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Gorst sewer plan draws complaints

The bad news was delivered Thursday night to a packed house in Gorst. The county can no longer count on sewers arriving in the area soon enough, so residents must shell out to bring their leaky, patched septic systems up to code.

The reaction was somewhat unexpected.

There was no outcry from residents with failing systems, even though the Kitsap County Health District estimates it could cost thousands of dollars to bring those systems up to code. There were also no protests from low-income folks unable to pay for the mandated upgrades, even though Gorst mostly houses retirees and people looking for inexpensive places to stay.

In fact, most of the 30-odd locals who attended the meeting said they had already funneled thousands — in some cases tens of thousands — of dollars into their systems. Their primary concern was that they would sink even more money into their systems now, only to turn around and shell out even more when sewers arrived in a few years.

“We put $35,000 into this (system),” said D.J. Dougherty, representing Peninsula Subaru. “Three years down the road, we’ll have to put another $35,000 in (to pay for sewer).”

Peninsula Subaru, like the other businesses that hug Sinclair Inlet in Gorst, have been hardest-hit by the drain field-unfriendliness of the area. Stuart Whitford, water quality program manager for the health district, said septic systems at or near the hide-tide mark “puke” raw sewage every time the tide comes in.

Because the whole commercial zone between State Routes 16 and 3 was also built on fill, he continued, the systems don’t even drain all that well when the tide is low.

As early as 1995, the health district noted nearly 15 percent of Gorst’s 341 on-site sewage systems were failing or had failed. In addition, approximately 40 percent of commercial businesses’ sewage systems there showed signs of failure. In many cases, raw sewage was running directly into Sinclair Inlet and Gorst Creek, elevating fecal coliform bacteria levels above national “safe” standards.

In 1997, the state Department of Health declared Gorst a “severe public health hazard” in response to the sewage findings.

Between then and now, some landowners chose to install cheaper temporary fixes and hope sewer would arrive quickly. Others chose not to wait. Toys Topless, located practically at the water’s edge, opted to put in a bio-filtration device rather than continue wrestling with its old system.

“There’s been others who have taken action on their own,” Whitford said, citing the 14 other residences and businesses who now have permanent fixes in place.

The problem is, many residents and business owners pointed out, the people who spent the money want to know they’re going to get their money’s worth out of their new systems. Most didn’t relish the idea of having to scrap their nearly new equipment in order to make room for community sewer.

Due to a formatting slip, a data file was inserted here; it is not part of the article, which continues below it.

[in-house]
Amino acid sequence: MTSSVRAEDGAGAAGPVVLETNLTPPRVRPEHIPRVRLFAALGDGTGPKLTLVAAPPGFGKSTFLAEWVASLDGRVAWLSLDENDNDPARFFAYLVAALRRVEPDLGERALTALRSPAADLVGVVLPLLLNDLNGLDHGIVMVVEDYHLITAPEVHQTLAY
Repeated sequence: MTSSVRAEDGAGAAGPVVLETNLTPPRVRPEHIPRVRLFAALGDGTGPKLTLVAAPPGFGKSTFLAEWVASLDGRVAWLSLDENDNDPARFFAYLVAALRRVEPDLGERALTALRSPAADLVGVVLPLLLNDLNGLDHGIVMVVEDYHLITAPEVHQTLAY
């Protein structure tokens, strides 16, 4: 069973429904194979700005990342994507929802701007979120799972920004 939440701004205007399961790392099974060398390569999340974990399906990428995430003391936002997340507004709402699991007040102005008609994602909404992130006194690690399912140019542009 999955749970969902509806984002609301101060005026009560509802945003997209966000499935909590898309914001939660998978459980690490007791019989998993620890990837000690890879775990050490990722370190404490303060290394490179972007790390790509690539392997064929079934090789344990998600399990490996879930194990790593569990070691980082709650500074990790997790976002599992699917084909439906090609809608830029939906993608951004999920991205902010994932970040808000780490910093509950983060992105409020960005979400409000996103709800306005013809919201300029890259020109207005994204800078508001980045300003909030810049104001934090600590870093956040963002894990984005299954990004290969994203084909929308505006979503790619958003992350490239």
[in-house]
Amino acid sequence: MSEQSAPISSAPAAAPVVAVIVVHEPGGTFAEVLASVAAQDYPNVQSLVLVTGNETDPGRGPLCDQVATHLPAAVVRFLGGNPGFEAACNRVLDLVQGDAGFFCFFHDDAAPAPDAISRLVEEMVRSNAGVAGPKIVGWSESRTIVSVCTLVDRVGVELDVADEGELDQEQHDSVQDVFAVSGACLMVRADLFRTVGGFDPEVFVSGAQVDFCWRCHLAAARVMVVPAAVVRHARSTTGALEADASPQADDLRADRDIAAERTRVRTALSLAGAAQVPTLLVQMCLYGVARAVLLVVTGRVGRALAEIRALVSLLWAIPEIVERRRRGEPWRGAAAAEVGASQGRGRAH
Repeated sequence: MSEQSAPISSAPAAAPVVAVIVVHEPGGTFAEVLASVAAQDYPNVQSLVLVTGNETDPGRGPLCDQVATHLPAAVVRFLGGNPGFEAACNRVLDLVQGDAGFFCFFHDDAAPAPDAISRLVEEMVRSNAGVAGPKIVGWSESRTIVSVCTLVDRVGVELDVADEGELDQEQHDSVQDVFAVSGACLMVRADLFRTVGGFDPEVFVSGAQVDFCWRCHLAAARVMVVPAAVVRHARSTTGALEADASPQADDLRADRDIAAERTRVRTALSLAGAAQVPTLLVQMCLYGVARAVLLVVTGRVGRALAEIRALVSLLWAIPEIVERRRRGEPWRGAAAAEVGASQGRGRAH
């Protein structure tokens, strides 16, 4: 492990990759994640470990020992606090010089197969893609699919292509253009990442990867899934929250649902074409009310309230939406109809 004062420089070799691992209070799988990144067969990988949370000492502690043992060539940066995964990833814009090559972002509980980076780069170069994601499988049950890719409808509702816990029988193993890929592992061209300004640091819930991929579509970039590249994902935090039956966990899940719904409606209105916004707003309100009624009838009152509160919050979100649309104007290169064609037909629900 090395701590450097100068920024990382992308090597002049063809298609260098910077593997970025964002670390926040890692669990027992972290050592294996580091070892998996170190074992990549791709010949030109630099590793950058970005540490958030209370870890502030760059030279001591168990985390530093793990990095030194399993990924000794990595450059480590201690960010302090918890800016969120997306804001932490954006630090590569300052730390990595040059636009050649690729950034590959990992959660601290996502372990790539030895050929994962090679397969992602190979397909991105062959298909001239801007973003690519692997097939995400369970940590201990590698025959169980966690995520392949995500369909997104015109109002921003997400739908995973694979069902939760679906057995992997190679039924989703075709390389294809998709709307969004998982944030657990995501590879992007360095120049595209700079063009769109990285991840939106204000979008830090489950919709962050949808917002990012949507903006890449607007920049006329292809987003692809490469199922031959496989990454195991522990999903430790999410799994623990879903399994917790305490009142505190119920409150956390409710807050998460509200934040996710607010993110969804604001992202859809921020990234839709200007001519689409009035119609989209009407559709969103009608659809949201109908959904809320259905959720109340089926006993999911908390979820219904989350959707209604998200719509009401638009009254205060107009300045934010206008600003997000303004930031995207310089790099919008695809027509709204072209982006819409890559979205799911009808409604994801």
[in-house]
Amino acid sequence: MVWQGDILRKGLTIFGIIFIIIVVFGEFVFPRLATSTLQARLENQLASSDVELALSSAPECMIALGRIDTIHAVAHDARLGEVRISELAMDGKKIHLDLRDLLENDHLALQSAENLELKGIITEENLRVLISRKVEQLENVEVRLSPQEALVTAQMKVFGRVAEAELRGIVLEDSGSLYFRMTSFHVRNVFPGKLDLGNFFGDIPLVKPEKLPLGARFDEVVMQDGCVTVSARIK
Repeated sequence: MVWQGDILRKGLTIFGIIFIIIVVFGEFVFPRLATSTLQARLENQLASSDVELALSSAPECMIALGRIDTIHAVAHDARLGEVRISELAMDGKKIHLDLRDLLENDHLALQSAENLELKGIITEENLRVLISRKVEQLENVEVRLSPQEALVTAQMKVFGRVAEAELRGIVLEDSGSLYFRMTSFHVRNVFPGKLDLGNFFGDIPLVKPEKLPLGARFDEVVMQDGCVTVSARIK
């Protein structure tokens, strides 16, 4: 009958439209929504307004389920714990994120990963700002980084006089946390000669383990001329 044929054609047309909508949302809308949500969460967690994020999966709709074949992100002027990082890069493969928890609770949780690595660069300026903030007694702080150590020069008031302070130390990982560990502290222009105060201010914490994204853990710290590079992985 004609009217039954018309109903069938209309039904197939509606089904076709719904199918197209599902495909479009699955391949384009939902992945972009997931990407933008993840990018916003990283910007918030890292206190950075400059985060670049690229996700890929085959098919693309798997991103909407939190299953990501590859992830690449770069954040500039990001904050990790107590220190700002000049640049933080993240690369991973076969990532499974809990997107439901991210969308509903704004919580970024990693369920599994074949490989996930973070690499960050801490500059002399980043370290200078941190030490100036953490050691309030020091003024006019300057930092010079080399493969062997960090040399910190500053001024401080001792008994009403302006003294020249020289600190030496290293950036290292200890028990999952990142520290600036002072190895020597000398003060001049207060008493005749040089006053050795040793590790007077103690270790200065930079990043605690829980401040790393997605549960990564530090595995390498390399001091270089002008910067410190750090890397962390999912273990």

It didn’t help that health officials were quoting numbers in the $5,000 to $10,000 range as the eventual individual cost of extending sewer to the area. Many complained that even though the district had rejected a $17,000-per-unit cost — offered through a Real Development Grant several years ago — as being too expensive, the cost of system upgrades for those near the water could end up being nearly that.

“When you talk about the cost of the sewer, what about the cost of some of these systems?” asked Gerald Winslow, who owns a strip of commercial properties along SR 16 at the south end of Gorst.

Winslow said he’s probably spent more than $70,000 upgrading the waste systems for his various businesses. He expressed frustration with the grant process that has thus far denied Gorst the means of off-setting the expected $5 million cost of installing sewers there. Winslow said it was difficult to understand how people could get grants to “study horned toads,” but Gorst couldn’t get one to address a serious health issue.

The county plans to continue to aggressively pursue grants for Gorst sewers. Central Kitsap Commissioner Patty Lent, who also attended the meeting, said she recently met with Washington State’s senators and representatives to explain the situation in Gorst and ask for help. The biggest challenge is finding a grant big enough to handle the scope of the Gorst project.

“We need about $2 million or $3 million to bring it down to the realm of possibility,” said Rick Gagnon, senior program manager for the wastewater division of Kitsap Coutny Public Works. “We’re still looking, but there aren’t a lot of large grants available.”

Meanwhile, residents with still-working systems have until Oct. 1, 2003, to sign contacts for yearly maintenance — a measure Whitford said will both keep the systems healthy longer and help identify problems before they start to affect the community.

Those with failing systems have until Oct. 1, 2004, to finish any needed repairs. Whitford said if people refuse to maintain or repair their systems, the district can technically evict them. However, he emphasised that was a “last-last resort” and didn’t anticipate any need to take so drastic an approach.

“I fully expect the vast majority of people are going to comply,” he said.

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